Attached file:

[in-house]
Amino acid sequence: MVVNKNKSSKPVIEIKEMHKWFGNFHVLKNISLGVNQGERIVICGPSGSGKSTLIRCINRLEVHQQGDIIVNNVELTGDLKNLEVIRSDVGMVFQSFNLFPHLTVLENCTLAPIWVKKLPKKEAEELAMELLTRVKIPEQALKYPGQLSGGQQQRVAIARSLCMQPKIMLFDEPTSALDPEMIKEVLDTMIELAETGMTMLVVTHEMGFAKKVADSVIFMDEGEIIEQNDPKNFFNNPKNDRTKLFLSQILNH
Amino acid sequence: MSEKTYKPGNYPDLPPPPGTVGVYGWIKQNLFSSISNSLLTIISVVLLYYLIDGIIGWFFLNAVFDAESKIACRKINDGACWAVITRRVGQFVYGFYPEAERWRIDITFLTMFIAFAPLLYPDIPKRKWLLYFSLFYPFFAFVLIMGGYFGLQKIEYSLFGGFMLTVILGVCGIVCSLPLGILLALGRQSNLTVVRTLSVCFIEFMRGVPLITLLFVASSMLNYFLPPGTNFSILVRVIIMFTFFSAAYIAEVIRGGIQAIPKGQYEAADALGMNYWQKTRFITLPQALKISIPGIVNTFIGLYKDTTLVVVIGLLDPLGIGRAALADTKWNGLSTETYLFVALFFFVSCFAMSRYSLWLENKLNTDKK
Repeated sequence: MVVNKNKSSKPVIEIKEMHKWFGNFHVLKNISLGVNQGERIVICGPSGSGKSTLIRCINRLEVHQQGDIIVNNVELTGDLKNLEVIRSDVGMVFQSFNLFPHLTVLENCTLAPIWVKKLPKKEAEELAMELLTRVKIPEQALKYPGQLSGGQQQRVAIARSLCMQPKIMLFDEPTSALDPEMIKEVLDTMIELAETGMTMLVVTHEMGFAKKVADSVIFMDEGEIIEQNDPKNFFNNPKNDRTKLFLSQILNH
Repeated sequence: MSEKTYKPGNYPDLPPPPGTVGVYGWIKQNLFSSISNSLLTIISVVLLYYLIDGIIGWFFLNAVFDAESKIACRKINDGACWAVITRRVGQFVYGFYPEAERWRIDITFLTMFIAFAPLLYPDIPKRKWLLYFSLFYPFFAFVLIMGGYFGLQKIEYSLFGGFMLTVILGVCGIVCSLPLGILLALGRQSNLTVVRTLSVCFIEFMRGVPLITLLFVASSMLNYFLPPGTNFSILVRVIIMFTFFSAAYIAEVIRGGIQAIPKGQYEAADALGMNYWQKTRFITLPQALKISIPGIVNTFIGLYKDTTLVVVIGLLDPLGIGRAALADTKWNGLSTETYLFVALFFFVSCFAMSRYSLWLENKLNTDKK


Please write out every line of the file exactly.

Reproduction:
[in-house]
Amino acid sequence: MVVNKNKSSKPVIEIKEMHKWFGNFHVLKNISLGVNQGERIVICGPSGSGKSTLIRCINRLEVHQQGDIIVNNVELTGDLKNLEVIRSDVGMVFQSFNLFPHLTVLENCTLAPIWVKKLPKKEAEELAMELLTRVKIPEQALKYPGQLSGGQQQRVAIARSLCMQPKIMLFDEPTSALDPEMIKEVLDTMIELAETGMTMLVVTHEMGFAKKVADSVIFMDEGEIIEQNDPKNFFNNPKNDRTKLFLSQILNH
Amino acid sequence: MSEKTYKPGNYPDLPPPPGTVGVYGWIKQNLFSSISNSLLTIISVVLLYYLIDGIIGWFFLNAVFDAESKIACRKINDGACWAVITRRVGQFVYGFYPEAERWRIDITFLTMFIAFAPLLYPDIPKRKWLLYFSLFYPFFAFVLIMGGYFGLQKIEYSLFGGFMLTVILGVCGIVCSLPLGILLALGRQSNLTVVRTLSVCFIEFMRGVPLITLLFVASSMLNYFLPPGTNFSILVRVIIMFTFFSAAYIAEVIRGGIQAIPKGQYEAADALGMNYWQKTRFITLPQALKISIPGIVNTFIGLYKDTTLVVVIGLLDPLGIGRAALADTKWNGLSTETYLFVALFFFVSCFAMSRYSLWLENKLNTDKK
Repeated sequence: MVVNKNKSSKPVIEIKEMHKWFGNFHVLKNISLGVNQGERIVICGPSGSGKSTLIRCINRLEVHQQGDIIVNNVELTGDLKNLEVIRSDVGMVFQSFNLFPHLTVLENCTLAPIWVKKLPKKEAEELAMELLTRVKIPEQALKYPGQLSGGQQQRVAIARSLCMQPKIMLFDEPTSALDPEMIKEVLDTMIELAETGMTMLVVTHEMGFAKKVADSVIFMDEGEIIEQNDPKNFFNNPKNDRTKLFLSQILNH
Repeated sequence: MSEKTYKPGNYPDLPPPPGTVGVYGWIKQNLFSSISNSLLTIISVVLLYYLIDGIIGWFFLNAVFDAESKIACRKINDGACWAVITRRVGQFVYGFYPEAERWRIDITFLTMFIAFAPLLYPDIPKRKWLLYFSLFYPFFAFVLIMGGYFGLQKIEYSLFGGFMLTVILGVCGIVCSLPLGILLALGRQSNLTVVRTLSVCFIEFMRGVPLITLLFVASSMLNYFLPPGTNFSILVRVIIMFTFFSAAYIAEVIRGGIQAIPKGQYEAADALGMNYWQKTRFITLPQALKISIPGIVNTFIGLYKDTTLVVVIGLLDPLGIGRAALADTKWNGLSTETYLFVALFFFVSCFAMSRYSLWLENKLNTDKK